My fabulous public history project focused on the website, The site is called “PhilaPlace: Sharing Stories from the City of Neighborhoods.” This project shows two maps: An image of historic Philadelphia, and underlying that one is a modern Google map. The project allows you to explore historic locations with photographs, stories, and place markers. A very nice interactive portion of this website is that it lets users contribute their own stories to the website. It also has a blog, and a collections tab that opens up over 1,000 photos.

This project was created by the Historical Society of Pennsylvania to feature Philadelphia neighborhoods, and allow people to contribute in order to connect “places through space and time.” They created the website for people to understand and interact with the history of Philadelphia, as well as document the changes that have occurred in the cityscape.

The project’s intended audience seems to be primarily the residents of the featured neighborhoods of Philadelphia.  There seems to be room for improvement in this area to include travelers or potential travelers. A tourist could use the website, but by incorporating a couple of walking tours in certain areas or using location based apps the experience would be improved. 

The learning objective of this website is much like our textbook, Everyday America; to read the cultural landscapes of Philadelphia and acknowledge the many experiences that have occurred in one place, even one building. One of the other objectives of this project is for the visitors to realize how each neighborhood, no matter how different they are, have played integral roles in the shaping of  the city and the region.

This project is replicable, but I think an organization with enough resources would have to undertake it. One of the project pages mentions that several organizations partnered together and had at least two large grants. With technology becoming cheaper as they roll out new interfaces, cost might not be much of a deterrent for long because the cost is becoming more affordable. At the moment it is a great template for other projects. As for the PhilaPlace project as it exists now on the web, it can easily grow and have more content added to it.

Participation in the project by the public was an integral part to the project. It remains a part of the project still by allowing visitors to write their own stories down about places. Visitor comments are marked with a green thumbtack on the map, and comments from the Historical Society and other partners are also clearly marked. This is a very convenient part of the site because you can easily see who is interacting with it, and who is not. It seems as if not enough people have discovered it to share their memories about the places, or they are targeting the wrong age group.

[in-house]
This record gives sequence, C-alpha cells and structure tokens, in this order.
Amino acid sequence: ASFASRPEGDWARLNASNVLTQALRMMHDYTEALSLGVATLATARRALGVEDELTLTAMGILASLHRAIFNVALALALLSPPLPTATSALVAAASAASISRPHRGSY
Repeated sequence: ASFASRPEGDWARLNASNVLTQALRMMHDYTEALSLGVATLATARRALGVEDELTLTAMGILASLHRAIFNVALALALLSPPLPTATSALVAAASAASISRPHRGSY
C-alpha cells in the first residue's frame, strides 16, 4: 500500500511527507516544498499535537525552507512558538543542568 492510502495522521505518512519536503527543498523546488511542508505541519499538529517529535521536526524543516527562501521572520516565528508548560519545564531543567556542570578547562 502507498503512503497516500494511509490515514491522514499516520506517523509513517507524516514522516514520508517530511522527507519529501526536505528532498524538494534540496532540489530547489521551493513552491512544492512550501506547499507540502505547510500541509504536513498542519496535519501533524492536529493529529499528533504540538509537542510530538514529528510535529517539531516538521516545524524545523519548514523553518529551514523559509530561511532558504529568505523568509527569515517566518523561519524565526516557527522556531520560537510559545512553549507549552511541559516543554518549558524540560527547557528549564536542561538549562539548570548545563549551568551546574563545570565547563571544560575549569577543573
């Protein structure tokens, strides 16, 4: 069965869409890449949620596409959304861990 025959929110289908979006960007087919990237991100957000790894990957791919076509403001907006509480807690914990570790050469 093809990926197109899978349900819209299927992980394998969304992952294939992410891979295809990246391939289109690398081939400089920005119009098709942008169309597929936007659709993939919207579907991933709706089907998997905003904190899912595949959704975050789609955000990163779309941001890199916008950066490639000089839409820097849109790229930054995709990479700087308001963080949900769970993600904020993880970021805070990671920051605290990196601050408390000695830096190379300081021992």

I think this is a great project to bring to Boise, and with a couple of tweaks, it could become really prominent with social media and other avenues. By using social media, I think it would help encourage more engagement by the public. That seems to be one of the downsides of the PhilaPlace; not very many people outside of the historical society and their partners have shared stories. Perhaps a more vigorous media campaign would help that. If a similar project was undertaken in Boise, I think the addition of audio would be great. With audio, the group in charge of operating the site could gather anecdotal oral histories and upload them to the site too.  I think this kind of project could become a nice balance of an educational and fun web experience, with both what users want and what historians think they want.

One thought on “PhilaPlace”

  1. This is really cool! I love the idea of using interactive media to link places and spaces through time. Targeting just people in Philadelphia makes sense, and I’m sure it kind of fosters a sense community for those who use it. Being that it’s such a historic city, I imagine there are a lot of things that would open it up for tourists. This is a totally different kind of project than the one I looked at (digitized primary sources), but is similar in that it makes history more tangable by putting the user in the drivers seat. I wonder how long and how much money it took to get PhilaPlace up and running?

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